According to https://www.kernel.org/doc/Documentation/cgroup-v1/memory.txt there's a system called "memory pressure" you can watch for events on a specific FD with various levels of out-of-memory-ness. A lot cheaper than polling, far more reliable, and following the system's OOM configuration. Getting that in at a frameworks level so it can be hooked up to notifications in this case, but also garbage collections in UI code could be pretty cool.

plasma-workspace/freememorynotifier/freememorynotifier.cpp
56

how is that 1 minute?

There's also an alternative that I'd like to suggest:
According to https://www.kernel.org/doc/Documentation/cgroup-v1/memory.txt there's a system called "memory pressure" you can watch for events on a specific FD with various levels of out-of-memory-ness. A lot cheaper than polling, far more reliable, and following the system's OOM configuration. Getting that in at a frameworks level so it can be hooked up to notifications in this case, but also garbage collections in UI code could be pretty cool.

Thanks. Any examples in KDE? I can't implement this from scratch right now.

McPain updated this revision to Diff 46892.Dec 5 2018, 11:10 AM

Default limit: 25% -> 10%
Fix typos
Auto detect swap, removed "includeSwap" setting
KSysGuard: show kill button (implemented in D17366)

McPain marked an inline comment as done.Dec 5 2018, 11:12 AM

Thanks. Any examples in KDE? I can't implement this from scratch right now.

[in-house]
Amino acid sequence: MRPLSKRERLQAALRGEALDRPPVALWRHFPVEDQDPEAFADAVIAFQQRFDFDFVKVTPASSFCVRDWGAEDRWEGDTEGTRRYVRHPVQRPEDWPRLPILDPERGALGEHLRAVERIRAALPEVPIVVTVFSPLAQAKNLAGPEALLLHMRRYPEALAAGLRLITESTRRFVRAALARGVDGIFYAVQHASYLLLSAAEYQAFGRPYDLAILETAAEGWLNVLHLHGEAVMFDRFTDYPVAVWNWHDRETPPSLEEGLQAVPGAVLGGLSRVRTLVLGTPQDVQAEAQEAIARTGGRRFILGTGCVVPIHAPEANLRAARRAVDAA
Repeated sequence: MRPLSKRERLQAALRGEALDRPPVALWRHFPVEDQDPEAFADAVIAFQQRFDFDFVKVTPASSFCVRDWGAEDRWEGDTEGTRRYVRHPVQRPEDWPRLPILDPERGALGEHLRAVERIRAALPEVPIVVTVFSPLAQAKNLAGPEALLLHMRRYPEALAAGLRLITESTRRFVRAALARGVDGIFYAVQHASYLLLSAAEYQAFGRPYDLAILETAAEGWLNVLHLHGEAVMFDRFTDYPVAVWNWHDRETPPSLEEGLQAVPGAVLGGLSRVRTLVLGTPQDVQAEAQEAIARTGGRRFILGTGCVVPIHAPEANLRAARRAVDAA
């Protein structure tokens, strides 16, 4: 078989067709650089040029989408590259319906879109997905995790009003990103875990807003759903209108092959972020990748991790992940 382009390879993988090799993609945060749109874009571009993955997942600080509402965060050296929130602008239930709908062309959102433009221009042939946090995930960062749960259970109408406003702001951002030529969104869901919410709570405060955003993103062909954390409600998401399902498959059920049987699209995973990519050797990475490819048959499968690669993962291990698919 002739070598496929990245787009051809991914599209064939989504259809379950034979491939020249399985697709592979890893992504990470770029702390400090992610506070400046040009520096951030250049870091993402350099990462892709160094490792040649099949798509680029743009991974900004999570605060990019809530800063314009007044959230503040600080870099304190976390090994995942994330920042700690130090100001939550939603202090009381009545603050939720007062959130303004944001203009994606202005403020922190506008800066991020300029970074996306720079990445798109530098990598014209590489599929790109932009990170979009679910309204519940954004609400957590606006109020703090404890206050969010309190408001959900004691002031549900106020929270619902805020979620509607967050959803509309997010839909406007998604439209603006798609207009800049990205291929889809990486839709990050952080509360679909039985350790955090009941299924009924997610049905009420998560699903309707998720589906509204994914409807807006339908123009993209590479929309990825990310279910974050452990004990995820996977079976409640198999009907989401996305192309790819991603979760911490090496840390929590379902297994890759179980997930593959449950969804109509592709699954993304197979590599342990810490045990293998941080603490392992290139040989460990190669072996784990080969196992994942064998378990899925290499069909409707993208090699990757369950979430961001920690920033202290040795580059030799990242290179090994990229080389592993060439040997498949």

There is not, it would requires writing new C code.
It's something I can help with.

Thanks. Any examples in KDE? I can't implement this from scratch right now.

There is not, it would requires writing new C code.
It's something I can help with.

What/where I can start with?

rooty added a subscriber: rooty.Feb 15 2019, 12:37 AM

My two cents - I really like this idea and this would be a very useful feature for those of us that really dislike swap space and have OOM problems (one too many browser tabs). But I'd set the intervals at 5-10 or even 20 minutes (not seconds).

Also, I suggest renaming it to "Memory Limit" or something else (a better description).

Otherwise, nice work!

have OOM problems

dislike swap space

Erm, I think I may have found your problem. :)

I still think this should be something that we don't ship or have on by default. It seems to be catering to extremely niche, nerdy use cases. Not that there's anything wrong with this! But these kinds of messages about the internal state of the system are not appropriate to show a to more casual users, who rightfully expect the system to take care of things like this by itself.